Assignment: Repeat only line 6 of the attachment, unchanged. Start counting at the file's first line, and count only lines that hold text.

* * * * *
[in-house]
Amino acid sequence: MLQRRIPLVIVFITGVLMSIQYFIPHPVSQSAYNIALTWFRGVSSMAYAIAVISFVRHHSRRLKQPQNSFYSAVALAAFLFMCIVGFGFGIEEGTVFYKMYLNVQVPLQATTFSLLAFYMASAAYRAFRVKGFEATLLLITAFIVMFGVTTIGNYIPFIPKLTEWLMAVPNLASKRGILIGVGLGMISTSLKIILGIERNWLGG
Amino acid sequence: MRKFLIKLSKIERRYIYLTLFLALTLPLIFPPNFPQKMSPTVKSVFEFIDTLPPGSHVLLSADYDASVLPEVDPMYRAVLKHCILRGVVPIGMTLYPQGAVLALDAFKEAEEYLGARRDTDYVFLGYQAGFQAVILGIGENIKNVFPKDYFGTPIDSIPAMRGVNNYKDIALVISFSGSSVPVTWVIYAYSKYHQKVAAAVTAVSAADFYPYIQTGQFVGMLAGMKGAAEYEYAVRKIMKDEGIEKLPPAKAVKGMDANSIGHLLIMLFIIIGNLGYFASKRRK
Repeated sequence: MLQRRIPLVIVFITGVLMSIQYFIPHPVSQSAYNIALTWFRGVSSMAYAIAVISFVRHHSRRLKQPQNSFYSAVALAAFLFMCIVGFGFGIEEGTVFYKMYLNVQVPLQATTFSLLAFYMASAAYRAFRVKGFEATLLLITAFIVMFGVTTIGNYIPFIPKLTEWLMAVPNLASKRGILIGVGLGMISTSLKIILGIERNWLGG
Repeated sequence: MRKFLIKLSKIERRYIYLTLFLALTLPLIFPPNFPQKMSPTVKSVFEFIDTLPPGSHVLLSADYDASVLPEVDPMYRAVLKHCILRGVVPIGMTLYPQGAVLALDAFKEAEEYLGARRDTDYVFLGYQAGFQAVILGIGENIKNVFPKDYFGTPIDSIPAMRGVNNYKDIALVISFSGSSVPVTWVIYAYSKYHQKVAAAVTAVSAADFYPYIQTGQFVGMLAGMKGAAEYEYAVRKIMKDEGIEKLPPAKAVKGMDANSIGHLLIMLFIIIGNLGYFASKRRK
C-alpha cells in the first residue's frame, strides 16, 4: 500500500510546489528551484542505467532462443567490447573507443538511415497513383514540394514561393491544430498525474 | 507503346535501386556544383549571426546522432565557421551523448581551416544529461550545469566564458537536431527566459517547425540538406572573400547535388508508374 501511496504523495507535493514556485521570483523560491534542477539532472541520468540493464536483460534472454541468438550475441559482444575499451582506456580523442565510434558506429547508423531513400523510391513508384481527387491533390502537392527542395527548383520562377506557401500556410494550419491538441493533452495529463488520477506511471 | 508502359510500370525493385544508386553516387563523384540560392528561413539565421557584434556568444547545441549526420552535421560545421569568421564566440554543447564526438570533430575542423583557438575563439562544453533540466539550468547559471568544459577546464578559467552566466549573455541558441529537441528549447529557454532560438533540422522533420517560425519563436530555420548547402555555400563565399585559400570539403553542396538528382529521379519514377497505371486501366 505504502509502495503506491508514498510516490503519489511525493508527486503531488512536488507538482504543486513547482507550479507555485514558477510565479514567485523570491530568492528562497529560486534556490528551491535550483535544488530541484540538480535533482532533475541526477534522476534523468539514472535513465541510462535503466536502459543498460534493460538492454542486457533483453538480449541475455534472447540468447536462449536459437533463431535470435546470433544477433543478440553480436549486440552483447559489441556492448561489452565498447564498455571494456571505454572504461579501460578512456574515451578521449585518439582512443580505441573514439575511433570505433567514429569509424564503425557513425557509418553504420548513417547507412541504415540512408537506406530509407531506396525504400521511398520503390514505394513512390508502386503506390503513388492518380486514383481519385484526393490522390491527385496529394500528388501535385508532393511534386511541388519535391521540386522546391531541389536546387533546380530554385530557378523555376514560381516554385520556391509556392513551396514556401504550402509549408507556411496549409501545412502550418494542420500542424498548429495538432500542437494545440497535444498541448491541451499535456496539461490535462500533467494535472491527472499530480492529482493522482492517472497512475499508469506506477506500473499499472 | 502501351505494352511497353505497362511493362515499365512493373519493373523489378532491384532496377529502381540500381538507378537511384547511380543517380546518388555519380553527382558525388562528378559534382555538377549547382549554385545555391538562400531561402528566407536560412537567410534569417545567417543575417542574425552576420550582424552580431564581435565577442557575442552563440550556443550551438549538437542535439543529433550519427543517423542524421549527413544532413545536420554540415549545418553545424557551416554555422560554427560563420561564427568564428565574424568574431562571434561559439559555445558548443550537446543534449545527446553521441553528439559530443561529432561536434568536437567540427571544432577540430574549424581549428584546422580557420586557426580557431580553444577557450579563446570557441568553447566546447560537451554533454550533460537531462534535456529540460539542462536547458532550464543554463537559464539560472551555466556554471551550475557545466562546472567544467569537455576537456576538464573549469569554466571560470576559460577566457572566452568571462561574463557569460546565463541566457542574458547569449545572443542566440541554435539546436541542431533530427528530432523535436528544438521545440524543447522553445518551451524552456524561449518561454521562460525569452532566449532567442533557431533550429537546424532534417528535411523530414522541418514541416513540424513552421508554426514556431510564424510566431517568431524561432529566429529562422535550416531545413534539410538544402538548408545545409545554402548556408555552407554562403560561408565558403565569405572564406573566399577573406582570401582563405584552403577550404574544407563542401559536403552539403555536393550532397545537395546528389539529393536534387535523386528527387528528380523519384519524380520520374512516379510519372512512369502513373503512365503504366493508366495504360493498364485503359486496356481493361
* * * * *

C-alpha cells in the first residue's frame, strides 16, 4: 500500500510546489528551484542505467532462443567490447573507443538511415497513383514540394514561393491544430498525474 | 507503346535501386556544383549571426546522432565557421551523448581551416544529461550545469566564458537536431527566459517547425540538406572573400547535388508508374 501511496504523495507535493514556485521570483523560491534542477539532472541520468540493464536483460534472454541468438550475441559482444575499451582506456580523442565510434558506429547508423531513400523510391513508384481527387491533390502537392527542395527548383520562377506557401500556410494550419491538441493533452495529463488520477506511471 | 508502359510500370525493385544508386553516387563523384540560392528561413539565421557584434556568444547545441549526420552535421560545421569568421564566440554543447564526438570533430575542423583557438575563439562544453533540466539550468547559471568544459577546464578559467552566466549573455541558441529537441528549447529557454532560438533540422522533420517560425519563436530555420548547402555555400563565399585559400570539403553542396538528382529521379519514377497505371486501366 505504502509502495503506491508514498510516490503519489511525493508527486503531488512536488507538482504543486513547482507550479507555485514558477510565479514567485523570491530568492528562497529560486534556490528551491535550483535544488530541484540538480535533482532533475541526477534522476534523468539514472535513465541510462535503466536502459543498460534493460538492454542486457533483453538480449541475455534472447540468447536462449536459437533463431535470435546470433544477433543478440553480436549486440552483447559489441556492448561489452565498447564498455571494456571505454572504461579501460578512456574515451578521449585518439582512443580505441573514439575511433570505433567514429569509424564503425557513425557509418553504420548513417547507412541504415540512408537506406530509407531506396525504400521511398520503390514505394513512390508502386503506390503513388492518380486514383481519385484526393490522390491527385496529394500528388501535385508532393511534386511541388519535391521540386522546391531541389536546387533546380530554385530557378523555376514560381516554385520556391509556392513551396514556401504550402509549408507556411496549409501545412502550418494542420500542424498548429495538432500542437494545440497535444498541448491541451499535456496539461490535462500533467494535472491527472499530480492529482493522482492517472497512475499508469506506477506500473499499472 | 502501351505494352511497353505497362511493362515499365512493373519493373523489378532491384532496377529502381540500381538507378537511384547511380543517380546518388555519380553527382558525388562528378559534382555538377549547382549554385545555391538562400531561402528566407536560412537567410534569417545567417543575417542574425552576420550582424552580431564581435565577442557575442552563440550556443550551438549538437542535439543529433550519427543517423542524421549527413544532413545536420554540415549545418553545424557551416554555422560554427560563420561564427568564428565574424568574431562571434561559439559555445558548443550537446543534449545527446553521441553528439559530443561529432561536434568536437567540427571544432577540430574549424581549428584546422580557420586557426580557431580553444577557450579563446570557441568553447566546447560537451554533454550533460537531462534535456529540460539542462536547458532550464543554463537559464539560472551555466556554471551550475557545466562546472567544467569537455576537456576538464573549469569554466571560470576559460577566457572566452568571462561574463557569460546565463541566457542574458547569449545572443542566440541554435539546436541542431533530427528530432523535436528544438521545440524543447522553445518551451524552456524561449518561454521562460525569452532566449532567442533557431533550429537546424532534417528535411523530414522541418514541416513540424513552421508554426514556431510564424510566431517568431524561432529566429529562422535550416531545413534539410538544402538548408545545409545554402548556408555552407554562403560561408565558403565569405572564406573566399577573406582570401582563405584552403577550404574544407563542401559536403552539403555536393550532397545537395546528389539529393536534387535523386528527387528528380523519384519524380520520374512516379510519372512512369502513373503512365503504366493508366495504360493498364485503359486496356481493361